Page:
Households with and without children do not experience much difference in their inflation rate over the period. Both household groups had fairly consistent spending patterns on import intensity categories and there was not a significant difference in contributions from different import intensity categories between the two groups, as both household groups’ expenditure followed the same trend.
Income and expenditure groups are based on a ranking of households by equivalised income and expenditure. Equivalisation is the process of accounting for the fact that households with many members are likely to need a higher income to achieve the same standard of living as households with fewer members.
Equivalisation takes into account the number of people living in the household and their ages, acknowledging that while a household with two people in it will need more money to sustain the same living standards as one with a single person, the two-person household is unlikely to need double the income. This analysis uses the modified-Organisation for Economic Co-operation and Development (OECD) equivalisation scale (PDF, 165KB).
Disposable income is that which is available for consumption and is equal to all income from wages and salaries, self-employment, private pensions and investments, plus cash benefits less direct taxes.
Disposable income deciles
Households are grouped into deciles (or tenths) based on their equivalised disposable income. The richest decile (decile 10) is the 10% of households with the highest equivalised disposable income. Similarly, the poorest decile (decile 1) is the 10% of households with the lowest equivalised disposable income.
Households are grouped into deciles (or tenths) based on their equivalised expenditure. The highest-expenditure decile (decile 10) is the 10% of households with the highest equivalised expenditure. Similarly, the lowest-expenditure decile (decile 1) is the 10% of households with the lowest equivalised expenditure.
Households with children
Households with children are defined as any household with one or more household members who are under 18 years of age, in full-time education and have never been married.
Retired persons and households
A retired person is defined as anyone who describes themselves (in the Living Costs and Food Survey (LCF)) as “retired” or anyone over minimum National Insurance pension age describing themselves as “unoccupied” or “sick or injured but not intending to seek work”. A retired household is defined as one where the combined income of retired members amounts to at least half the total gross income of the household.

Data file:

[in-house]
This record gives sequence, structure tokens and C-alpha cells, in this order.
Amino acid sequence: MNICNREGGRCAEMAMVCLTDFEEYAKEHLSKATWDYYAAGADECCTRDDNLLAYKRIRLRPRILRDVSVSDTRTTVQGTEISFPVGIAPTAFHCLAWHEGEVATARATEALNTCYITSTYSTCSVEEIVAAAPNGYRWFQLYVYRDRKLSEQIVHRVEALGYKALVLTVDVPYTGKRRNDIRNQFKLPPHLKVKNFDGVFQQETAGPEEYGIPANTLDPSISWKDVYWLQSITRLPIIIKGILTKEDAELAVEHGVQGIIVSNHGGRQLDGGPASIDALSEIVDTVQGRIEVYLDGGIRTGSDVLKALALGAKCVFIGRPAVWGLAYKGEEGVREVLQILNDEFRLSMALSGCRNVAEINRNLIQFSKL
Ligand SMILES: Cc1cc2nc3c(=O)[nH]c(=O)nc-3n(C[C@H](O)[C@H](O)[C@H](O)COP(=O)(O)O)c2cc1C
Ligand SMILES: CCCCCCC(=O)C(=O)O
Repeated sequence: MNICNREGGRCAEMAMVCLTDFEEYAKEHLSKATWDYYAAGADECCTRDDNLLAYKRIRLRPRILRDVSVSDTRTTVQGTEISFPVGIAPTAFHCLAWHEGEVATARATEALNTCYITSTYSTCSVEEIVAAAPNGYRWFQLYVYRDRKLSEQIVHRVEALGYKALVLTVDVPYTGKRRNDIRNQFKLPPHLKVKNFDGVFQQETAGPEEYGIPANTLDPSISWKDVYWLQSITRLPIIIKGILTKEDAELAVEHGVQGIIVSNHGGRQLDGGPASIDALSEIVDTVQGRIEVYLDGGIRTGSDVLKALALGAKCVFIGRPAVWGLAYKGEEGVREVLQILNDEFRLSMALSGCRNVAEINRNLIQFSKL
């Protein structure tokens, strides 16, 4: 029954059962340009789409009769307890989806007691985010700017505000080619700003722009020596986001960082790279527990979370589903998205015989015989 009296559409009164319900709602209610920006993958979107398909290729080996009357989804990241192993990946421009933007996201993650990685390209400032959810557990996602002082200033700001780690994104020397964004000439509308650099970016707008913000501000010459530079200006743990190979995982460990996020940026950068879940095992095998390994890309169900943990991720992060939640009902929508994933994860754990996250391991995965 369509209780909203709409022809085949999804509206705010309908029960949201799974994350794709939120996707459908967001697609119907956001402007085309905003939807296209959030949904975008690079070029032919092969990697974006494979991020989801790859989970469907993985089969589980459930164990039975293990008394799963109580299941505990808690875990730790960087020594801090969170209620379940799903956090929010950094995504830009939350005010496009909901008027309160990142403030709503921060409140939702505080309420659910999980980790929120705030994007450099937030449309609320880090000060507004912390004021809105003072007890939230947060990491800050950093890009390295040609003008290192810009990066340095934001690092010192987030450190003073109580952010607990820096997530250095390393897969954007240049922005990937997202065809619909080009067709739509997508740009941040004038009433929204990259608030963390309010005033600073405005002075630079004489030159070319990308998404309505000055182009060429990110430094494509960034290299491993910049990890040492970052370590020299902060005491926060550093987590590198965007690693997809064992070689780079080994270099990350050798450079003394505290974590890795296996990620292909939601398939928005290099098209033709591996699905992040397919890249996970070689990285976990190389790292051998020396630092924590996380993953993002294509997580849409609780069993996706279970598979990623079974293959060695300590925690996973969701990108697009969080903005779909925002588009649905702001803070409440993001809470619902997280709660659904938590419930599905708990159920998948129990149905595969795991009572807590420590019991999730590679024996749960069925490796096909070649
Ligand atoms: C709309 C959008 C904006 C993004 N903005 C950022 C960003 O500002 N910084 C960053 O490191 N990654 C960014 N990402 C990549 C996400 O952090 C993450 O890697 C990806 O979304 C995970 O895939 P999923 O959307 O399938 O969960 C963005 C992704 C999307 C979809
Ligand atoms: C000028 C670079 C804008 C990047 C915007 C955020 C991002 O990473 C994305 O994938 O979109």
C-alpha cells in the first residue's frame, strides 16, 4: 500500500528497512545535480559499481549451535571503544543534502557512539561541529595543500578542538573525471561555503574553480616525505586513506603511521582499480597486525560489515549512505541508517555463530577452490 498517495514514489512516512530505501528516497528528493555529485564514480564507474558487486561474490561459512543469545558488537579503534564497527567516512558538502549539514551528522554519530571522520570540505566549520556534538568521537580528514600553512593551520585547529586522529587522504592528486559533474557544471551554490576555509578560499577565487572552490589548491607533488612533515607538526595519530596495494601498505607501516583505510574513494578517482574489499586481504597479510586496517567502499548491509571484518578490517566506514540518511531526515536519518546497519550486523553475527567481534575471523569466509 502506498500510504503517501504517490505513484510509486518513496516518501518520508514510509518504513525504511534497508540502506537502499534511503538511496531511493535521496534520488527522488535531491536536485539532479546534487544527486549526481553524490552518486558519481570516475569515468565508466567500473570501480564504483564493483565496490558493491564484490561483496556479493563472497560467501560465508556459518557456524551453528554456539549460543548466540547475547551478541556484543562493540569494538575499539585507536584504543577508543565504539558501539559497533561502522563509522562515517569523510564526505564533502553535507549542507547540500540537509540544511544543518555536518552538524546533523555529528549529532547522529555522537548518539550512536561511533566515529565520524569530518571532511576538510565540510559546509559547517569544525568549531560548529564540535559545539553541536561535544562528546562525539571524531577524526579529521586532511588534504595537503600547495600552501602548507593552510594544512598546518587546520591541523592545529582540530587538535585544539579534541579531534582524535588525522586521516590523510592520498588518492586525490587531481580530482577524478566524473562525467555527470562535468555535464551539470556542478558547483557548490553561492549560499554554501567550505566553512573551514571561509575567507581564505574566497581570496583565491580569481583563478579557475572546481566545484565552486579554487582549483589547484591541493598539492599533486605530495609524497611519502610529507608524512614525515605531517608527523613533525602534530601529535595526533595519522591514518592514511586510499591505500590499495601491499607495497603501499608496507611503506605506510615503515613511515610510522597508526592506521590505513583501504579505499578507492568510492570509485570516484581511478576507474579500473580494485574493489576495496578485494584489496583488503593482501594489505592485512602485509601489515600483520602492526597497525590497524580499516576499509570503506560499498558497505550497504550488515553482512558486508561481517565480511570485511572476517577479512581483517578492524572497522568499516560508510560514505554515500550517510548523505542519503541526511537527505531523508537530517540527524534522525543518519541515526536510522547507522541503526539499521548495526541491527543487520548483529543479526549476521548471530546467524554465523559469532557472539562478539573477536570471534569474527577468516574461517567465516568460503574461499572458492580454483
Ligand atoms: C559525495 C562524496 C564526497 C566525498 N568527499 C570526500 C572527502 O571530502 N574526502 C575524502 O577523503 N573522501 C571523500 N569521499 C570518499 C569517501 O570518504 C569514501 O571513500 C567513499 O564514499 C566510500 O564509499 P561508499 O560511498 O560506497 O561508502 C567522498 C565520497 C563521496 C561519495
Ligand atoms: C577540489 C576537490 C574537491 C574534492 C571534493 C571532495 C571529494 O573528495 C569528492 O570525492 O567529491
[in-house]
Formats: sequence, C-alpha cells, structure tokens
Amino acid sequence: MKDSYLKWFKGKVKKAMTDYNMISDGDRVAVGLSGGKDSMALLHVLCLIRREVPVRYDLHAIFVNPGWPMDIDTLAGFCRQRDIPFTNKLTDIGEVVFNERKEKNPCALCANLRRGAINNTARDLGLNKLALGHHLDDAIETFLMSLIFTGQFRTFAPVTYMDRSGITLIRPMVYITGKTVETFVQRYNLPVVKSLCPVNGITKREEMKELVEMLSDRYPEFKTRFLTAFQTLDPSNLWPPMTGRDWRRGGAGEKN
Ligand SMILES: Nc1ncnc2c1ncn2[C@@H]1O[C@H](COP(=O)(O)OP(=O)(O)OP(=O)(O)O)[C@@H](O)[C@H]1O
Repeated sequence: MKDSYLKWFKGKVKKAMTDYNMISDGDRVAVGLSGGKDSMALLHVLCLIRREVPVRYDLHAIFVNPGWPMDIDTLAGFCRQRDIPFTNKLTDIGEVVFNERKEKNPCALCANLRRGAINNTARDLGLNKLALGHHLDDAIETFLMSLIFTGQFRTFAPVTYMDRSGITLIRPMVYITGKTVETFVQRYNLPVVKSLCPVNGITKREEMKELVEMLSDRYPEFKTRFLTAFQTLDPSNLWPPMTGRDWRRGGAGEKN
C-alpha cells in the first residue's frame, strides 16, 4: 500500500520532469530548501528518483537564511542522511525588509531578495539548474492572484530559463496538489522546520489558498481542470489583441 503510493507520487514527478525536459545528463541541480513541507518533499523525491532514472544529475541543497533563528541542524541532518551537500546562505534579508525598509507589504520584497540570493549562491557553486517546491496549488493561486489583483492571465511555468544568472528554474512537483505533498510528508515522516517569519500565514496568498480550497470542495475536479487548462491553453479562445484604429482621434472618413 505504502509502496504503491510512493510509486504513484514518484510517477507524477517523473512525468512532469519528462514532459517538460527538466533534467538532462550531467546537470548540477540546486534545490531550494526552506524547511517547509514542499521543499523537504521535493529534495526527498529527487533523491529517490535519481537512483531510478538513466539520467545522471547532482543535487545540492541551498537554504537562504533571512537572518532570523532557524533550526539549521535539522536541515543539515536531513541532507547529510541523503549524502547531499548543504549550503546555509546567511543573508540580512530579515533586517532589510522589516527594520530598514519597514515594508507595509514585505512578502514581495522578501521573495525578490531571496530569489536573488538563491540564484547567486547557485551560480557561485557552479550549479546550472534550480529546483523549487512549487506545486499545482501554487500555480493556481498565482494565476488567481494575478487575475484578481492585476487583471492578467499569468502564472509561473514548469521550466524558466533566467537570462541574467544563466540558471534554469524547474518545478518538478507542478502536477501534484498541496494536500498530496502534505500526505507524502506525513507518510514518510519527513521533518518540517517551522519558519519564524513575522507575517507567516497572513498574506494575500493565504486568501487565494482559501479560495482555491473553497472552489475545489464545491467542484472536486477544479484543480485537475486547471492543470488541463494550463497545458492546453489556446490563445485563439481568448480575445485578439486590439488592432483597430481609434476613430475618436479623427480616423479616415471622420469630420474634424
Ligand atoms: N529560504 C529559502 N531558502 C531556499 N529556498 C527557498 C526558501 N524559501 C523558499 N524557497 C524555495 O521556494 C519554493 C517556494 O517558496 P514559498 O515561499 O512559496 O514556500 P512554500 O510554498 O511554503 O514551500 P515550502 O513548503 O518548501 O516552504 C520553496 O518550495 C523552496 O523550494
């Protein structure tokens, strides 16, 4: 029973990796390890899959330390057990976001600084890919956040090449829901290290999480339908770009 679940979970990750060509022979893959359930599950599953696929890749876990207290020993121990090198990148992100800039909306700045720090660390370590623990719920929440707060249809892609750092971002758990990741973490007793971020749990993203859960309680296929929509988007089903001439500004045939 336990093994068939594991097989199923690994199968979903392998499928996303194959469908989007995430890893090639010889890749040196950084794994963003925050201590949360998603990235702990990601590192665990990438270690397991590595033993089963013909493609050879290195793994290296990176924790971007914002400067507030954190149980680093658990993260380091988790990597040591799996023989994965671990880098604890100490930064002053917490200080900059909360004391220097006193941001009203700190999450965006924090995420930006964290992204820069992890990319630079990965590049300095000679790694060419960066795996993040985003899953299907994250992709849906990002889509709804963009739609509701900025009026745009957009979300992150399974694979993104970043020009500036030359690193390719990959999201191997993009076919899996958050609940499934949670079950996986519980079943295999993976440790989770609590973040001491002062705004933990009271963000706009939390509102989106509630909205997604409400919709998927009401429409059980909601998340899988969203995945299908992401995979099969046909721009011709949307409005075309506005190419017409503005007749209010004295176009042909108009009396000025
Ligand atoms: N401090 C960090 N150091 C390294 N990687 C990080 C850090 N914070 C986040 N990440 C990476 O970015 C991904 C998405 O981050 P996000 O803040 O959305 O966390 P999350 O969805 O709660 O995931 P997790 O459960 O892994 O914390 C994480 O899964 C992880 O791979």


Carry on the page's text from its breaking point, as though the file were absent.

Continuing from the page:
Notes for: CPIH-consistent inflation rates for UK household groups
Please see the Glossary provided at the end of this section for information on how these household groups are defined.
A more detailed update to this analysis will be published in a quarterly dataset, to be published in spring 2018.
Total import intensity here is defined as direct + indirect, measured by purchasers’ prices and using the way of reproportioning that includes margins.
In this section, we introduce the flow of funds framework and the accompanying Experimental Statistics to demonstrate a new approach that can lead to better understanding of the effect of quantitative easing in the UK. We show that the additional counterparty information enables assessment of the portfolio rebalancing channel in a way that has not been discussed in the literature. We also outline ongoing work in the Enhanced Financial Accounts initiative to improve the quality, coverage and granularity of UK financial accounts statistics.
The financial crisis in 2007 to 2008 saw the global financial system fail in a way and on a scale that was unprecedented. The sub-prime mortgage crisis that began in the United States (US) quickly spread to the rest of the world, including the UK, in large part due to the highly-interconnected nature of the global system and the widespread use of complex financial instruments that obscured true underlying exposure and risk (see previous ONS analysis by Lai and others (2017)).